As the second part of the finding says, the need for political support can also encourage more prudent fiscal policy. Overspending, after all, can considerably reduce the welfare of the population, relative to the policies prescribed by the economic analyses discussed previously. In a well-functioning democracy, informed voters could impose discipline on the government by throwing the incumbent out of office if they overspend by too much in the first period. This type of mechanism will be affected by how well the citizenry can observe the fiscal policies of the government, in particular, the magnitude of natural resource revenues and the rate at which they are spent. Even in a country where the citizens are both motivated and have the ability to discipline the government, this cannot happen easily if they do not know what the government is doing.
There exist of expenditure intertemporal profiles that are not chosen but that would make all groups better off. [In the language of political economists, the increase in first-period spending results in a Pareto-inefficient expenditure profile.]
The challenge for institutional designers in countries where this is a big problem is to find ways to solve this problem and realize the efficiency gain that could in principle benefit all parts of society. Two types of improvements are possible. One involves risk-sharing. Since the policymakers in this model are risk-averse, they dislike the uncertainty of what the spending pattern across groups will be in period 2. Both will therefore, ex-ante, prefer outcomes that minimize the variation in the expected second-period expenditure. This is a consequence of diminishing marginal utility. The prospect of high spending in one state of the world is not enough to outweigh a correspondingly low level of spending in other states of the world. Policymakers would, therefore, prefer to secure similar levels of spending and benefit in all potential situations-they are averse to risk. This could be achieved in all cases by both parties committing ex-ante – were this possible – to implementing the same compromise allocation in period 2, the value of which would exceed the expected, risk-adjusted, value of the policies that may be implemented by the uncertain winner of the power contest. Such risk-sharing can be beneficial even without any change in the intertemporal allocation of aggregate resources and is a feature that has been studied elsewhere in settings in which total per period allocations are fixed (Alesina 1988; Dixie et al. 2000). Of course, the big obstacle to such joint commitments is the difficulty of making a credible commitment that one will not exploit an advantageous position once it has been determined who is in power.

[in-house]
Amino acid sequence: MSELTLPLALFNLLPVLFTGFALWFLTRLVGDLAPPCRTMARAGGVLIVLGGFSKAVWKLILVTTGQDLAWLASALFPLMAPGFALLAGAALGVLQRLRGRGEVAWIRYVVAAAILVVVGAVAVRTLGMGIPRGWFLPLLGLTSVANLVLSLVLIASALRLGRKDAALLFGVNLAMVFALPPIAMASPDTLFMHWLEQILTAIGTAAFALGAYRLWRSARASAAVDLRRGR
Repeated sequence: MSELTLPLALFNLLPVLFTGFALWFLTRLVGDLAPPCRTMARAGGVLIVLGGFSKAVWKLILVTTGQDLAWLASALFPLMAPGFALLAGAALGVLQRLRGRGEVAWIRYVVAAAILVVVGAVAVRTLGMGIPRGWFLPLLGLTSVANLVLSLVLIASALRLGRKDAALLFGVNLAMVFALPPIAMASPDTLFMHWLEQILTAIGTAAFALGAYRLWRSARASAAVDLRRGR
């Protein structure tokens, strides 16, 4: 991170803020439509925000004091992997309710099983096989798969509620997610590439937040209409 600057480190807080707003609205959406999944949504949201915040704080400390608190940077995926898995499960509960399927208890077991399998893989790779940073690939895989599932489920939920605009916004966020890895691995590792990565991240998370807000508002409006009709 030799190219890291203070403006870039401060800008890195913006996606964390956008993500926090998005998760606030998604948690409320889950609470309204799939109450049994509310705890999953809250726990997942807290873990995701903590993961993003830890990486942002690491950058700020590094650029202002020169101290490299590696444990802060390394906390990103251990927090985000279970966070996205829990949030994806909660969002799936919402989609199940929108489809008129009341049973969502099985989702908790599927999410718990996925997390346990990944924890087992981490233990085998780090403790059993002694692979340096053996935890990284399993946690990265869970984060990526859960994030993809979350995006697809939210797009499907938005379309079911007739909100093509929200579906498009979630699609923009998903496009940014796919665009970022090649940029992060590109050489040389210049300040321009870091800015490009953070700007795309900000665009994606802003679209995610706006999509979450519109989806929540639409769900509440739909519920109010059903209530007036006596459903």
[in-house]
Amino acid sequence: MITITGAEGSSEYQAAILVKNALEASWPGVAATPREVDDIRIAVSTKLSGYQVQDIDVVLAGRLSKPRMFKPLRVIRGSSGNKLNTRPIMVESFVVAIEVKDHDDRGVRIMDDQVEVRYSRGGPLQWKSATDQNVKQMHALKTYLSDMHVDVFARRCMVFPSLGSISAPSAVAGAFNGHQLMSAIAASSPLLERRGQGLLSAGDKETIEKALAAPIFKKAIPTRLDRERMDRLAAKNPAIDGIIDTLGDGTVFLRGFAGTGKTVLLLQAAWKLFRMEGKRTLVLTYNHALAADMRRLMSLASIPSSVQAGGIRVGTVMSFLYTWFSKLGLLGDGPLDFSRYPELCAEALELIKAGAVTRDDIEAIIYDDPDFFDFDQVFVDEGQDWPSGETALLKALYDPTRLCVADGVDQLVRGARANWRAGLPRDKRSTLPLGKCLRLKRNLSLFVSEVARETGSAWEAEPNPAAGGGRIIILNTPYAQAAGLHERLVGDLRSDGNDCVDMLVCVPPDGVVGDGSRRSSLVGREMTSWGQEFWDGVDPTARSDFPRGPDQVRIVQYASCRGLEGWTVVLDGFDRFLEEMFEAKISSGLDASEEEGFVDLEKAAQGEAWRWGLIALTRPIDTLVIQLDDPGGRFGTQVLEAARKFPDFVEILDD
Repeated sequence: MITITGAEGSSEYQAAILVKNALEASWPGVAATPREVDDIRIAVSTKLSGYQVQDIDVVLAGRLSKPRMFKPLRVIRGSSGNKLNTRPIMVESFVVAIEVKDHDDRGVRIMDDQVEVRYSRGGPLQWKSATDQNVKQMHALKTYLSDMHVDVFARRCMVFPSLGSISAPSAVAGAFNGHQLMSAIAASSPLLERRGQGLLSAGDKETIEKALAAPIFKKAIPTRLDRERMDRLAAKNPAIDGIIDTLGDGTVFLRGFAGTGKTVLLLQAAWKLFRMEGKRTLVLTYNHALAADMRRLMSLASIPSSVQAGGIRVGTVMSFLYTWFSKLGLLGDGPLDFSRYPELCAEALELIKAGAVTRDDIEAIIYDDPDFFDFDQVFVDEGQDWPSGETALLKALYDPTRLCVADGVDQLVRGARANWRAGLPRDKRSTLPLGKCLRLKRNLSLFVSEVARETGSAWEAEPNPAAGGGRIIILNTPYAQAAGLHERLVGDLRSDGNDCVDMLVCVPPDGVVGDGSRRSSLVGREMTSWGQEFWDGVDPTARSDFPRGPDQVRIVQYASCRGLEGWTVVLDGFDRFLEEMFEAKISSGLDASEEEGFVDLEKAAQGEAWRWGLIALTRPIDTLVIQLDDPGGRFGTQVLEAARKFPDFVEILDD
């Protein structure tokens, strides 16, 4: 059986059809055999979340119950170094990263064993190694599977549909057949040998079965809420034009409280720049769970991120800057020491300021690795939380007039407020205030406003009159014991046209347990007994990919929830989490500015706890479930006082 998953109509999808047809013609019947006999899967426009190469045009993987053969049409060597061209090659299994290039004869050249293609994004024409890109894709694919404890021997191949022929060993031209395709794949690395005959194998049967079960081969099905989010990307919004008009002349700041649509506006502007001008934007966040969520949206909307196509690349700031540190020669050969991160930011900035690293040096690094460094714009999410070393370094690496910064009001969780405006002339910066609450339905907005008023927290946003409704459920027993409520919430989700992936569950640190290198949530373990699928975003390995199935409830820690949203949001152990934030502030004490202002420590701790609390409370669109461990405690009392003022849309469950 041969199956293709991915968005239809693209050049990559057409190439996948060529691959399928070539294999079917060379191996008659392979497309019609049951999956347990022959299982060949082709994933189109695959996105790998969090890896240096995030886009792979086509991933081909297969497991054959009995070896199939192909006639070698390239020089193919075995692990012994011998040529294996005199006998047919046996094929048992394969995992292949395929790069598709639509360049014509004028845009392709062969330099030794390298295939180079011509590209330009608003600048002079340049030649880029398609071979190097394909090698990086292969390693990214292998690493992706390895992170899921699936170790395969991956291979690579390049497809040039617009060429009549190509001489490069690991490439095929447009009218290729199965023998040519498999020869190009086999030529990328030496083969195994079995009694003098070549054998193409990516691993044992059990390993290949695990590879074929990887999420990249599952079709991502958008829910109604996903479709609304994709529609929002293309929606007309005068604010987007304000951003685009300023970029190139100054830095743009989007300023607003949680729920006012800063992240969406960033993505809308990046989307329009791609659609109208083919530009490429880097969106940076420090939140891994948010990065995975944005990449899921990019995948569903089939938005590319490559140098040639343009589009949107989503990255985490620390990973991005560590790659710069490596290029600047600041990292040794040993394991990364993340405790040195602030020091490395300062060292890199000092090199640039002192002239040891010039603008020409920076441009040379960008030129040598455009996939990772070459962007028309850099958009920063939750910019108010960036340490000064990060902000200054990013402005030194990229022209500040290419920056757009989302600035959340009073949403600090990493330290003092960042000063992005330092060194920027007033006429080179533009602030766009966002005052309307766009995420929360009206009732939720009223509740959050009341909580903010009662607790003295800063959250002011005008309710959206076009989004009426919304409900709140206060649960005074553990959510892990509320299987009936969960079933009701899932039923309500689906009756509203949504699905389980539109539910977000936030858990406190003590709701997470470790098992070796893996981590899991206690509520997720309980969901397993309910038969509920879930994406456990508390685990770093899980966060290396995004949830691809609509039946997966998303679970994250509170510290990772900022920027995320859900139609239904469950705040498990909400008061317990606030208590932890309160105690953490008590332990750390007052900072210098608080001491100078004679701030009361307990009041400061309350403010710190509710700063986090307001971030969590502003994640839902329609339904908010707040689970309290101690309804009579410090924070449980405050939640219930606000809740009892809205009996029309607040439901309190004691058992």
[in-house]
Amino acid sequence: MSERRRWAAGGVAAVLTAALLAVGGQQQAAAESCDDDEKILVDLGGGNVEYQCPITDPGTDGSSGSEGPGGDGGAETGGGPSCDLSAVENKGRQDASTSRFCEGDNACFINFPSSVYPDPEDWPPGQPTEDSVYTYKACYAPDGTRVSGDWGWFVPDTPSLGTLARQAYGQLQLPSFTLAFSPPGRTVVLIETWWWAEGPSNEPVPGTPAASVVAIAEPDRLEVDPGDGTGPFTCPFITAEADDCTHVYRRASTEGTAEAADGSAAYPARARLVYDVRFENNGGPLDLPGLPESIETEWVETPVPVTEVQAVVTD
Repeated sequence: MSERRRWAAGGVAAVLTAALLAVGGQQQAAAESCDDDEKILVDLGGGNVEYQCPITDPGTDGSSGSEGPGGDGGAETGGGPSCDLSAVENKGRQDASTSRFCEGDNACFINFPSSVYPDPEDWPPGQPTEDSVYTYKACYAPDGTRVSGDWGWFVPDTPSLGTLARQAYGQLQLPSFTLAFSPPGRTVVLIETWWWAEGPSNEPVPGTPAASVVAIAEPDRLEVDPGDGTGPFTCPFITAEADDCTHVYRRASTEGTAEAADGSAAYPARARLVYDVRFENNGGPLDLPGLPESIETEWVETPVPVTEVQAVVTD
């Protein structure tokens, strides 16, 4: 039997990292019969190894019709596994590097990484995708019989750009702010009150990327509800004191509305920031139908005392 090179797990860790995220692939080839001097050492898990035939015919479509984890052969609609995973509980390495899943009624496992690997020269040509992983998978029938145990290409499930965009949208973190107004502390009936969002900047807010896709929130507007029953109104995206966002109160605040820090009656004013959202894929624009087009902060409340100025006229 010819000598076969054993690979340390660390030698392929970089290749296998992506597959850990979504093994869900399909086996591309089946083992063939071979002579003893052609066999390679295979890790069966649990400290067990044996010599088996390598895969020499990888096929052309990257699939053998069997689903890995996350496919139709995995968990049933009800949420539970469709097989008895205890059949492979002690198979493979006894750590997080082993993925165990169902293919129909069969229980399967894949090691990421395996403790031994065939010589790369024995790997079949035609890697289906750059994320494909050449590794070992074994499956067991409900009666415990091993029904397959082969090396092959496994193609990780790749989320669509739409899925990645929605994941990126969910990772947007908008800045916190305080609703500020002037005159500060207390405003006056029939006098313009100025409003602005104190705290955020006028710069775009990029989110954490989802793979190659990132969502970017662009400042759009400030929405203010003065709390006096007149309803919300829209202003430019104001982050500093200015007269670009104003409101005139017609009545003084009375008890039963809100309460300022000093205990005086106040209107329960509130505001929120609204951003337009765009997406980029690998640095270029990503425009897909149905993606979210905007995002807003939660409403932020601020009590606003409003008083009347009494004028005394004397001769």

The second type of improvement involves intertemporal smoothing of aggregate expenditure. From the point of view of this examination of Natural Resource Funds (NRFs), these concerns are especially interesting. Inefficiency arises in part because the first-period government increases the expenditure beyond their own optimum; this rise in expenditure implies a loss for their relative to the situation in which their return to office is guaranteed. However, as noted earlier, this loss for the first government does not imply a gain to the second-period government since the increase is in the direction of distributive allocations favoured by the incumbent only.